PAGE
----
Is the TOEFL Speaking Section Difficult?

The TOEFL Speaking section consists of a 20-minute flurry of reading, listening, taking notes, and (most importantly) speaking. There is a lot to accomplish during this part and keep care of, and it is easy to become overwhelmed. 

Many test-takers cited this as one of the most challenging aspects of the TOEFL since it was impossible for them to concentrate and offer their own response in a room full of other people conversing.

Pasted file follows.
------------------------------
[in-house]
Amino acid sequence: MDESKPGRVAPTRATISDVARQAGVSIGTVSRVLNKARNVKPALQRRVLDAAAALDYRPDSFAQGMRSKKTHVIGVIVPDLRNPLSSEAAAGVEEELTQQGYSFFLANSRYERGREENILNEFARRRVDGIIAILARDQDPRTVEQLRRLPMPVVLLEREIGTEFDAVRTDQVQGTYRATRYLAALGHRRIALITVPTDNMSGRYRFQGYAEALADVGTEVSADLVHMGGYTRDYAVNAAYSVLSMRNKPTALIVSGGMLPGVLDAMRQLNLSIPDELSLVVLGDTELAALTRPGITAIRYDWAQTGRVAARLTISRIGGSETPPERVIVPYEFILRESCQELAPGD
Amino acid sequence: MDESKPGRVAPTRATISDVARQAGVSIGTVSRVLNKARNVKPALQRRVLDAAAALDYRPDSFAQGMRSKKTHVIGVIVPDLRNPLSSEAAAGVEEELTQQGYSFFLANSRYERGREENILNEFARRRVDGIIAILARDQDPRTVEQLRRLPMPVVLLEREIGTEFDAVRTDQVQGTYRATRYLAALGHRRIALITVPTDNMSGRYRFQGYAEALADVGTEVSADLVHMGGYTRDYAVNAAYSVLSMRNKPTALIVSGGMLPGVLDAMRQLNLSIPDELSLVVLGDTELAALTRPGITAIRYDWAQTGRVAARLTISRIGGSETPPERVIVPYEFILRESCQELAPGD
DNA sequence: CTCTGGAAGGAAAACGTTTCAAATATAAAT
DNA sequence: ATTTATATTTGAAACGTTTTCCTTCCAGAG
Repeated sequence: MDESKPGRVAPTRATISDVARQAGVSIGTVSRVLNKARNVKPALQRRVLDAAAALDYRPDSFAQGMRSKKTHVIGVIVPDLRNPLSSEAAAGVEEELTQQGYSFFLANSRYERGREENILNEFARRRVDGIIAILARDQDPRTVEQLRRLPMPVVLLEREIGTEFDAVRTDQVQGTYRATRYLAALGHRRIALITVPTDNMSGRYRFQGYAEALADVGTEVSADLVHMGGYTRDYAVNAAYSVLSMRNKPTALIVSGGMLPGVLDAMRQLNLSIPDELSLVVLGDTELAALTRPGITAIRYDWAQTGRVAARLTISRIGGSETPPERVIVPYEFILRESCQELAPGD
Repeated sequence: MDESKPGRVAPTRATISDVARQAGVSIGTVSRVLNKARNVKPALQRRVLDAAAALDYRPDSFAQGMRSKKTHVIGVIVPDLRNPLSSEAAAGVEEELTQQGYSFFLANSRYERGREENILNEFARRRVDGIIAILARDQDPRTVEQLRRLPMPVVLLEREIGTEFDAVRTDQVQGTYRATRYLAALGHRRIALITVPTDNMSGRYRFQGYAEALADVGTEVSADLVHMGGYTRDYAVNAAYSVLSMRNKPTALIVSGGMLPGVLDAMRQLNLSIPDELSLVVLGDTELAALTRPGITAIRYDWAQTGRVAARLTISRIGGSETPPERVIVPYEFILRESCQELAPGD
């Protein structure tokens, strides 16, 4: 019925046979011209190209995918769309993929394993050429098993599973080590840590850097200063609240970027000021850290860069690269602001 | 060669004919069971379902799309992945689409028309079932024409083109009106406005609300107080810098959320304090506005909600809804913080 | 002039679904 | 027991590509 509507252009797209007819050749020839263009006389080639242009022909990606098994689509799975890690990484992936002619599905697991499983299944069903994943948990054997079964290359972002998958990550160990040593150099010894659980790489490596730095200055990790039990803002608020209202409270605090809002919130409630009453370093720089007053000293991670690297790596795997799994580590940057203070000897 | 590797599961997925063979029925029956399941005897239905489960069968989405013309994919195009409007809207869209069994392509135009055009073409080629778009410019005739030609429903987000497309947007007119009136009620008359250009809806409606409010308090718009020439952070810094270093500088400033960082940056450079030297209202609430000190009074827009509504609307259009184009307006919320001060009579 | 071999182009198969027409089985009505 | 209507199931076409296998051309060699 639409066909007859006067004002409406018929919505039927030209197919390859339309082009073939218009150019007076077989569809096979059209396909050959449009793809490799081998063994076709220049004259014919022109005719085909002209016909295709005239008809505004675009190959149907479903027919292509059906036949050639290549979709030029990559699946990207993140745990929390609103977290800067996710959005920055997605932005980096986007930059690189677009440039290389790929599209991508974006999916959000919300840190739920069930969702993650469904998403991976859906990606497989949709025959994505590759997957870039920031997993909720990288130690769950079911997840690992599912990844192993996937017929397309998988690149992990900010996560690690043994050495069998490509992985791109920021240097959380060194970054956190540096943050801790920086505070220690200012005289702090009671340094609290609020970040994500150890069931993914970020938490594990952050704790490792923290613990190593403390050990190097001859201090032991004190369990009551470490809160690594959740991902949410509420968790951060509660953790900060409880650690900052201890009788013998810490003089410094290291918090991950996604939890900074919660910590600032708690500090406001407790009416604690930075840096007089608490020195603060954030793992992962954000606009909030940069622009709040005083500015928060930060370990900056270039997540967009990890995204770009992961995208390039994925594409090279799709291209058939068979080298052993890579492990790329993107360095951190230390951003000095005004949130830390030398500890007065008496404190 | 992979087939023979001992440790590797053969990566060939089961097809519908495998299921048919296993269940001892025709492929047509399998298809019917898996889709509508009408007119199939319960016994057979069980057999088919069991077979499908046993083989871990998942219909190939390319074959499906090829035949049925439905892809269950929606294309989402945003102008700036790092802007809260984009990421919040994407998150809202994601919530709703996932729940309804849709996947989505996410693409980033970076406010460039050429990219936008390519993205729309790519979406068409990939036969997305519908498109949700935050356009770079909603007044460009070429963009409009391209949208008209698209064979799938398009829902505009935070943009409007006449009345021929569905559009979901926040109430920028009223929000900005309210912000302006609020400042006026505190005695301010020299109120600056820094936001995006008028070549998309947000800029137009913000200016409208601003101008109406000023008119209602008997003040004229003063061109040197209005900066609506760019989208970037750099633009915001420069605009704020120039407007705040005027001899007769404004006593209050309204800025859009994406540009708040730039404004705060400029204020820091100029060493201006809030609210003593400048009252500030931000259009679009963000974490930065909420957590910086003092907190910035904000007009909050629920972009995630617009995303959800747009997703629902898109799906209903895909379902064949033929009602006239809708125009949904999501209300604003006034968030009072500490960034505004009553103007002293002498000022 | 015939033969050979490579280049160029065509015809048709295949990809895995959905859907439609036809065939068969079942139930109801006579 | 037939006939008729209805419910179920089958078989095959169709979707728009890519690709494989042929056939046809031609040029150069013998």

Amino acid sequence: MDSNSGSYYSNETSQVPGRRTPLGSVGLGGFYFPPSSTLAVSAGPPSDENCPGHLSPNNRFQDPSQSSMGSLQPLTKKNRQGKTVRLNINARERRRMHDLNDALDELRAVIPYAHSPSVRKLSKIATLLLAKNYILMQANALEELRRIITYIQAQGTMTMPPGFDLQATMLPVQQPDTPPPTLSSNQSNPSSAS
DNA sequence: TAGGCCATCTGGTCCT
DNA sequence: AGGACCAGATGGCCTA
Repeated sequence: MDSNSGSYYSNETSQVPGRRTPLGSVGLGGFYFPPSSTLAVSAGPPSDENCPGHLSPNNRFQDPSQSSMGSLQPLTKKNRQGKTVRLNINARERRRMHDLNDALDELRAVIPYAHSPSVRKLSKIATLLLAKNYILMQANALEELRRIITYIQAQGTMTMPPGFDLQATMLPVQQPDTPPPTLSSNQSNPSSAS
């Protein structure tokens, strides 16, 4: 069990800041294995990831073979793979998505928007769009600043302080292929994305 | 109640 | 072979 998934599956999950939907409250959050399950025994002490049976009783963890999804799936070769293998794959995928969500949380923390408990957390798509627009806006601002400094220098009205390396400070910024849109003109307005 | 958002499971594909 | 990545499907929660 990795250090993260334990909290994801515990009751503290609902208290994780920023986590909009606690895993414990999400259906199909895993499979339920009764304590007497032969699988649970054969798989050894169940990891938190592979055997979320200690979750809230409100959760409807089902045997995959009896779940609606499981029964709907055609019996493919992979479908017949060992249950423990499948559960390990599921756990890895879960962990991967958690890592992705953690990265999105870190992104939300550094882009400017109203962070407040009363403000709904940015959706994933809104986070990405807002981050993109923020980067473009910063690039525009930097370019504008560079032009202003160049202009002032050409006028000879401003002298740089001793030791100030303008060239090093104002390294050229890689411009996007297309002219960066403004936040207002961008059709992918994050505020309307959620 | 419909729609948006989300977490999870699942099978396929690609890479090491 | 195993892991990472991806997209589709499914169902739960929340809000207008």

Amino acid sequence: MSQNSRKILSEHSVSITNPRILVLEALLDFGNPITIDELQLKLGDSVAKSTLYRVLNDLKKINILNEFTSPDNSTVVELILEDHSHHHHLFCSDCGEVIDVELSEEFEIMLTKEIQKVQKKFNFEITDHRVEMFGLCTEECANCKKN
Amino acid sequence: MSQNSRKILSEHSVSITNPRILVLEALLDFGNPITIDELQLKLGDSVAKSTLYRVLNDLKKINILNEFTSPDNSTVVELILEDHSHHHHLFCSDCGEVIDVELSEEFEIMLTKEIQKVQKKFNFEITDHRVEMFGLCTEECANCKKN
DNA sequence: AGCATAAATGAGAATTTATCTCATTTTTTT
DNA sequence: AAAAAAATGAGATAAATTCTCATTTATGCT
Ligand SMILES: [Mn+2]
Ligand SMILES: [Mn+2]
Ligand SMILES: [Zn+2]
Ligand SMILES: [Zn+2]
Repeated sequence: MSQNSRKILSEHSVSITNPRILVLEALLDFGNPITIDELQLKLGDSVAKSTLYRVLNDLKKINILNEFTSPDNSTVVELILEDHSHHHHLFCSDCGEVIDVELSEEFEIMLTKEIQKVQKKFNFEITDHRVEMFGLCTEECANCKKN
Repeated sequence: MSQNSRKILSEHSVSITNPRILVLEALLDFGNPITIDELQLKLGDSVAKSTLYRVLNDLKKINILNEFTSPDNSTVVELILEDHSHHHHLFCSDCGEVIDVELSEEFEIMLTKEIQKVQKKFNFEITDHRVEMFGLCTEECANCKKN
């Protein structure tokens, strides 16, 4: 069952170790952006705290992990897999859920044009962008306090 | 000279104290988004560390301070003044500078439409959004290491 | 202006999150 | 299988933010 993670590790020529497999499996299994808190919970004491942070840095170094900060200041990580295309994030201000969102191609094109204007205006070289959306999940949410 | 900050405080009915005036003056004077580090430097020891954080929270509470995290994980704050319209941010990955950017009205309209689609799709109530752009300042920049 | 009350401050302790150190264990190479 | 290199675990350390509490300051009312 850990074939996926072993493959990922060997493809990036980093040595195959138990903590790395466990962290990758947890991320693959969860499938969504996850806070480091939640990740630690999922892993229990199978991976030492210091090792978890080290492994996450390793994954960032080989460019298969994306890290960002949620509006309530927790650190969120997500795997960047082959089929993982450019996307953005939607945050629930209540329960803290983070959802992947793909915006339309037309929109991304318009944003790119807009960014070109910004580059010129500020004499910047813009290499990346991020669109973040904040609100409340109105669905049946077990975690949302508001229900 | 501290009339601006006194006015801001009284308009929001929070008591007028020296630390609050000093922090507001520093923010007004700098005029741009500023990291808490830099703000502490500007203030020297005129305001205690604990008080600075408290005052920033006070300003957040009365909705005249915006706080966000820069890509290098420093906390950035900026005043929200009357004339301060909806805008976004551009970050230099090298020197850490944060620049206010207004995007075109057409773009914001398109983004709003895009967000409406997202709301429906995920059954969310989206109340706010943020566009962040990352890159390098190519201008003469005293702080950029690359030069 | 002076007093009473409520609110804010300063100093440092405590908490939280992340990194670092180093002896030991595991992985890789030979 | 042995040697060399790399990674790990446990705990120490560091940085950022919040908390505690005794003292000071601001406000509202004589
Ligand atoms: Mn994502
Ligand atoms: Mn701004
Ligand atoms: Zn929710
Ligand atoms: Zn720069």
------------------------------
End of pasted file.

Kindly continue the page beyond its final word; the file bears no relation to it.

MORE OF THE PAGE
However, if you prepare well and enough before taking the TOEFL Speaking, there is no reason to worry. Practice is the key.  

Additional Resources – TOEFL Speaking 

Additional Resources – TOEFL Speaking 

There are thousands of resources available to help you prepare for the TOEFL speaking test these days. We have made it easier for you by providing a list of our top websites for studying for the TOEFL speaking test.